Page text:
Your estate may incur a number of fees and expenses during the settlement process, such as commissions on home sales, fees on investment transactions, estate administration tax (commonly called a probate fee) and your executor’s out-of-pocket expenses. Your executor is also legally entitled to a fee, even if they are a friend or family member.
While friends or family members may say that they will not charge a fee, this can change when the extent of the work involved becomes apparent. There have been many cases where the issue of executor fees is settled by a court. Courts generally accept that the executor is entitled about 5% of the estate’s value, plus an ongoing management fee of 2/5 of 1% of the average annual value of the estate assets during the settlement process.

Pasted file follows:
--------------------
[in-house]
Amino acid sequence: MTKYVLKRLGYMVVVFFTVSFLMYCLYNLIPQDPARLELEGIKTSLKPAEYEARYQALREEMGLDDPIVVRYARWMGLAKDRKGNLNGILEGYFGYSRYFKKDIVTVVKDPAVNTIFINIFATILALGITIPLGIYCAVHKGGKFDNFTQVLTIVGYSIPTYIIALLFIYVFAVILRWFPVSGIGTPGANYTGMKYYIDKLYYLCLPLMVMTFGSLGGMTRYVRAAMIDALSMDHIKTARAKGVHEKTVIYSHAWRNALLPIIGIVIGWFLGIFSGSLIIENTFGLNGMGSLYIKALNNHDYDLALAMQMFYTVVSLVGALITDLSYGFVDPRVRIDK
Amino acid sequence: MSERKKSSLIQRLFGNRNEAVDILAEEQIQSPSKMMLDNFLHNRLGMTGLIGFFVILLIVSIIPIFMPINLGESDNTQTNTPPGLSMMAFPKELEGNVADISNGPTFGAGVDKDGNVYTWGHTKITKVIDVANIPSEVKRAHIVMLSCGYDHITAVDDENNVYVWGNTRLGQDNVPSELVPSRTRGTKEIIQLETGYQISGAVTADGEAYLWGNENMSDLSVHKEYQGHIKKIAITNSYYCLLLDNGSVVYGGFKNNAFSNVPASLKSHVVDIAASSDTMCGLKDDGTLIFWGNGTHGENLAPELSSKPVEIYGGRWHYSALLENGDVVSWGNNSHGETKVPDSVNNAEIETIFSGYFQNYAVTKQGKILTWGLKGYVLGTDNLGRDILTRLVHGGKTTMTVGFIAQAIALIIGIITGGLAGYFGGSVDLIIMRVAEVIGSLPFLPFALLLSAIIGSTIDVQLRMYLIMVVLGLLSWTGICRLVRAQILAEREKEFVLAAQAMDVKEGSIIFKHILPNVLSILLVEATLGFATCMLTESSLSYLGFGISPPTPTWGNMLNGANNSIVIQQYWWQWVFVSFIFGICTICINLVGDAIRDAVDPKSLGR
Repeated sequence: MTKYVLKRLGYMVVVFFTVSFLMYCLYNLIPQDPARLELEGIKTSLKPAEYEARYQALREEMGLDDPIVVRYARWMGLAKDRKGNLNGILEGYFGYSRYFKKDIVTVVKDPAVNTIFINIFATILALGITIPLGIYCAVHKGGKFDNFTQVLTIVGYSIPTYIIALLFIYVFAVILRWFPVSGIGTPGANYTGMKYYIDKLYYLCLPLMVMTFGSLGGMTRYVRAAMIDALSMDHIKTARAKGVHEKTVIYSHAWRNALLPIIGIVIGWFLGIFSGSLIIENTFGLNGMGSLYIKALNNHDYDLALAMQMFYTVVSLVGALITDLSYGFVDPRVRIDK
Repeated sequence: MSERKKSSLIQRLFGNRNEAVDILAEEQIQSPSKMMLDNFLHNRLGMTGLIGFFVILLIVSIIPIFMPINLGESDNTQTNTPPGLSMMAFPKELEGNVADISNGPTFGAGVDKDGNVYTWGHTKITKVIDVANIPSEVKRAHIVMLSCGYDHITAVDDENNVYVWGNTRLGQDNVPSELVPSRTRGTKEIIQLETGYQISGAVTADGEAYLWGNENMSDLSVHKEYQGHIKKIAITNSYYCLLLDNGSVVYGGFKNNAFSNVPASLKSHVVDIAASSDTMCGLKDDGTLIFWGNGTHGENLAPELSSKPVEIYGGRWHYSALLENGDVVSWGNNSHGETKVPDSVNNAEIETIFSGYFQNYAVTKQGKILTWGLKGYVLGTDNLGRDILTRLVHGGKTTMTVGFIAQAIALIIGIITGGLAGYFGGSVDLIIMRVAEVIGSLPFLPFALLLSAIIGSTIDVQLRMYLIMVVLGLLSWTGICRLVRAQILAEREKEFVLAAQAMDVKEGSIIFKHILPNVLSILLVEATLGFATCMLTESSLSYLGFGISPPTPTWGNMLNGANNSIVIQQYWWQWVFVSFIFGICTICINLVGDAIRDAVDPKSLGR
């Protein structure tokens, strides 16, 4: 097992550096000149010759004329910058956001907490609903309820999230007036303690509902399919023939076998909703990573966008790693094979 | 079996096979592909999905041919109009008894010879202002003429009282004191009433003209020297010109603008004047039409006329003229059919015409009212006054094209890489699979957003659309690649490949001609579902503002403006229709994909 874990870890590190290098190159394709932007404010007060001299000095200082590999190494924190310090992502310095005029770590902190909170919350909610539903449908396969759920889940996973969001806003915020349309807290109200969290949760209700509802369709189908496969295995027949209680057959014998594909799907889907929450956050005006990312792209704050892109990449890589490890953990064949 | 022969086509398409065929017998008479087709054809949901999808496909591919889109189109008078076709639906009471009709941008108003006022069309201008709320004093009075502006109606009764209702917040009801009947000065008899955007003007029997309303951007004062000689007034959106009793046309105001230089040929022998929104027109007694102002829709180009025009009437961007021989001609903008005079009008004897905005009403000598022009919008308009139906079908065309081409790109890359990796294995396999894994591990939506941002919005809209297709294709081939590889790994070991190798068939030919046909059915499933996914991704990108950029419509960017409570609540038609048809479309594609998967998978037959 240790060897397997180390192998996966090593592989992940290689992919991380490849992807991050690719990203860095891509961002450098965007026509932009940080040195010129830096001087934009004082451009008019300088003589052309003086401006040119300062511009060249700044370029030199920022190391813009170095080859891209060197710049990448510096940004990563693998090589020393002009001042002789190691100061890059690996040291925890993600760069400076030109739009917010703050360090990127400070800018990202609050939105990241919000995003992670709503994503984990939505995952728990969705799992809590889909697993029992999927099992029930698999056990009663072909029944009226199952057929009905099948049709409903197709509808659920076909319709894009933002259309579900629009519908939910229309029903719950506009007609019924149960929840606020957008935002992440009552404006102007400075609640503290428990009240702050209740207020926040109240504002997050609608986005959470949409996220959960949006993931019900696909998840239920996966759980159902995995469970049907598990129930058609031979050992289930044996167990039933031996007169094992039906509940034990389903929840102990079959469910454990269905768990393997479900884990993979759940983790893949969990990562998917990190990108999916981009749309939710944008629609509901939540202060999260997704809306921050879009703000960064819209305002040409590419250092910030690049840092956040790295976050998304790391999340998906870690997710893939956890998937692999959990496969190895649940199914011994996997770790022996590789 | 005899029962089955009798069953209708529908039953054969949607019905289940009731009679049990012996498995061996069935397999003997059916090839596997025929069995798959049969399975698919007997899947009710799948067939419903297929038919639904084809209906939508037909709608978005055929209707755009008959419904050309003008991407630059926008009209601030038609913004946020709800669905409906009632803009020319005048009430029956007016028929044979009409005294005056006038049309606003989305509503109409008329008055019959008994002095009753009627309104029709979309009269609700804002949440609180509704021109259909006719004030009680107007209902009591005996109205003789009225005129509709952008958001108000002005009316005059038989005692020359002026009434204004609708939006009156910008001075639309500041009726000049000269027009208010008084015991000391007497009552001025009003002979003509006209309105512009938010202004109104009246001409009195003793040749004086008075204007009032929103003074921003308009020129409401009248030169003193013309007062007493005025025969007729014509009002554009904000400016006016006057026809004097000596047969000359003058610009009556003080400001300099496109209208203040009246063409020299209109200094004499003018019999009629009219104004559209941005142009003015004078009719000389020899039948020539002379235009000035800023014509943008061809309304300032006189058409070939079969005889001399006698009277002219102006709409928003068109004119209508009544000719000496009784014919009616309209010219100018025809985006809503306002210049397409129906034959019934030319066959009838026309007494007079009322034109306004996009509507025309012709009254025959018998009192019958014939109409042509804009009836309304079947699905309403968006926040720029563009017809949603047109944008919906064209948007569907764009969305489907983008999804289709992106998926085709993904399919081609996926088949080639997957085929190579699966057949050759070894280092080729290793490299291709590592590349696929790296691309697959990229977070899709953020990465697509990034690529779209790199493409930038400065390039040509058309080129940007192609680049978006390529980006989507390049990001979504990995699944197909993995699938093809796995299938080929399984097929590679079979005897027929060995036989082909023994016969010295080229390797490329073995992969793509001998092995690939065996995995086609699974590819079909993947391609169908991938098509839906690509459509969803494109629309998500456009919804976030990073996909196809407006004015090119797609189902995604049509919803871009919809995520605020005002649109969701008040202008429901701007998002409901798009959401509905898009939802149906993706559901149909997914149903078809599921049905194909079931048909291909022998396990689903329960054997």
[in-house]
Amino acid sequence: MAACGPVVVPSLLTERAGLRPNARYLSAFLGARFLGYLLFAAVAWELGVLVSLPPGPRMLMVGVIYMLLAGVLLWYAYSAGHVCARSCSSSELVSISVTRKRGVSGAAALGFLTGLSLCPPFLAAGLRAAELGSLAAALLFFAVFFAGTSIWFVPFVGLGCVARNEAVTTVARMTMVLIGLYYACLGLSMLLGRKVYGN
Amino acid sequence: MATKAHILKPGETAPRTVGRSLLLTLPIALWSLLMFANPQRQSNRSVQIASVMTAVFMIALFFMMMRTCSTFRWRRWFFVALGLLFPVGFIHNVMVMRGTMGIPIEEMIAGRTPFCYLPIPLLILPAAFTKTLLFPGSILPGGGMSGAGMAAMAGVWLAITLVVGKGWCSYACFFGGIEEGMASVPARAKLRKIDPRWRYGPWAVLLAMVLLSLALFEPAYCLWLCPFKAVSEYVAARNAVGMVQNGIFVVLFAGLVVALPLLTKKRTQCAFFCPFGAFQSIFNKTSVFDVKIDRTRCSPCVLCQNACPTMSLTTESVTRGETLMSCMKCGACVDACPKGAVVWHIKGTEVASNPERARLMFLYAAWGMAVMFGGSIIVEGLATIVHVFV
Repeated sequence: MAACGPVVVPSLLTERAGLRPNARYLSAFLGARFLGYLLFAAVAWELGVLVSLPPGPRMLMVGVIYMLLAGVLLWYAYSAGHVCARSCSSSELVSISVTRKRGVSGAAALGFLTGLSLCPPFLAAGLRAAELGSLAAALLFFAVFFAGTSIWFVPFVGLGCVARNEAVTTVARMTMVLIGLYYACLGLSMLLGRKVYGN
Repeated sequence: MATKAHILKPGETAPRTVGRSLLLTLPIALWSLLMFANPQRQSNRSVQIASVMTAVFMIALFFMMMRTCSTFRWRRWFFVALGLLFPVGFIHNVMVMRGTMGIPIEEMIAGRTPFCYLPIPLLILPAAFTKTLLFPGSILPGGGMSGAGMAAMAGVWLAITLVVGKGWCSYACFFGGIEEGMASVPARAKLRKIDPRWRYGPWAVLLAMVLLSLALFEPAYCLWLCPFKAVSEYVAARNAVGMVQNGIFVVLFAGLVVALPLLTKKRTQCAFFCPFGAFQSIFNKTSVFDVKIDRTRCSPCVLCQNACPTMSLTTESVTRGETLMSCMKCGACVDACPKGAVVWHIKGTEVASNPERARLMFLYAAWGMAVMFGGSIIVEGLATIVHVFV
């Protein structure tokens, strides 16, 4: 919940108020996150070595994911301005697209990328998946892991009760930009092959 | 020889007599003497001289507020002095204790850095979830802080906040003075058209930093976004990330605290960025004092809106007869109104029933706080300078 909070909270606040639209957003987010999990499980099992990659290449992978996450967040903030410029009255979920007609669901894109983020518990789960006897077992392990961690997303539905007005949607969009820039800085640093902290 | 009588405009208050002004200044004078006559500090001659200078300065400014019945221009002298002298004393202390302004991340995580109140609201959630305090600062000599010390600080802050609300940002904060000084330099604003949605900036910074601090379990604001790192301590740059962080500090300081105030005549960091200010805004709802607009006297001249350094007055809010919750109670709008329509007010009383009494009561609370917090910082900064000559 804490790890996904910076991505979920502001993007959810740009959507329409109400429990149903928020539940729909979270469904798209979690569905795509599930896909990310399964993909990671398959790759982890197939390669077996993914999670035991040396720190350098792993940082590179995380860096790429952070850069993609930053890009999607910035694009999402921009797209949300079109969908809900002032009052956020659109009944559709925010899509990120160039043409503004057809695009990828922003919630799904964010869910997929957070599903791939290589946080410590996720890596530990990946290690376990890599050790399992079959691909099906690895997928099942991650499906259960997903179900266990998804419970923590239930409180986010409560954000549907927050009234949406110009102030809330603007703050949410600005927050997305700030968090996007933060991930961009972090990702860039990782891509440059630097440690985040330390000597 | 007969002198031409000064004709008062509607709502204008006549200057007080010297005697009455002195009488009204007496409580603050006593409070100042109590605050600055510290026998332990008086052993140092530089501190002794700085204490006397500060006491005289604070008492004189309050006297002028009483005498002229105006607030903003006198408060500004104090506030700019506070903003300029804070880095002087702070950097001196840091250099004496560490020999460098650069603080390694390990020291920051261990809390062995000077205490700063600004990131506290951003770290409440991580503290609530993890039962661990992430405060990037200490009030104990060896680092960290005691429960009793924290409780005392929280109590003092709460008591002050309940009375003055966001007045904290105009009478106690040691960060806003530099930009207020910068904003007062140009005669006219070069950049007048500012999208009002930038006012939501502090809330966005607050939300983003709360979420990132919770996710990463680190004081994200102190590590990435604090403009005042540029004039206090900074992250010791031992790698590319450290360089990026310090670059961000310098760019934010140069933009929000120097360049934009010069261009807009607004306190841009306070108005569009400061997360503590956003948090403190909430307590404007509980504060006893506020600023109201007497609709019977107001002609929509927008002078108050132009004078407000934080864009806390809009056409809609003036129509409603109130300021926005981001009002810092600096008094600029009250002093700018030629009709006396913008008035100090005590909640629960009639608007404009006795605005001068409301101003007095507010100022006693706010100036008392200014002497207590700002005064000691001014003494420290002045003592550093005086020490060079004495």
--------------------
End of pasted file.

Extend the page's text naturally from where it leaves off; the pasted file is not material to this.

Discuss executor fees up front
Discuss the issue of executor fees with your family and your executor when making your estate plan. These fees are often a surprise to beneficiaries so it helps if they understand what the usual fee range is. They should also understand that your executor could be entitled to additional fees if the estate becomes unduly complicated and requires more work for the executor.
Don't let fees influence your executor decision: Family members or close friends may choose not to charge an executor fee. However, this should not be your primary reason for choosing them. You need someone who will do the job well, not necessarily cheaply. Executors earn their fee – and estate settlement mistakes can be costly.
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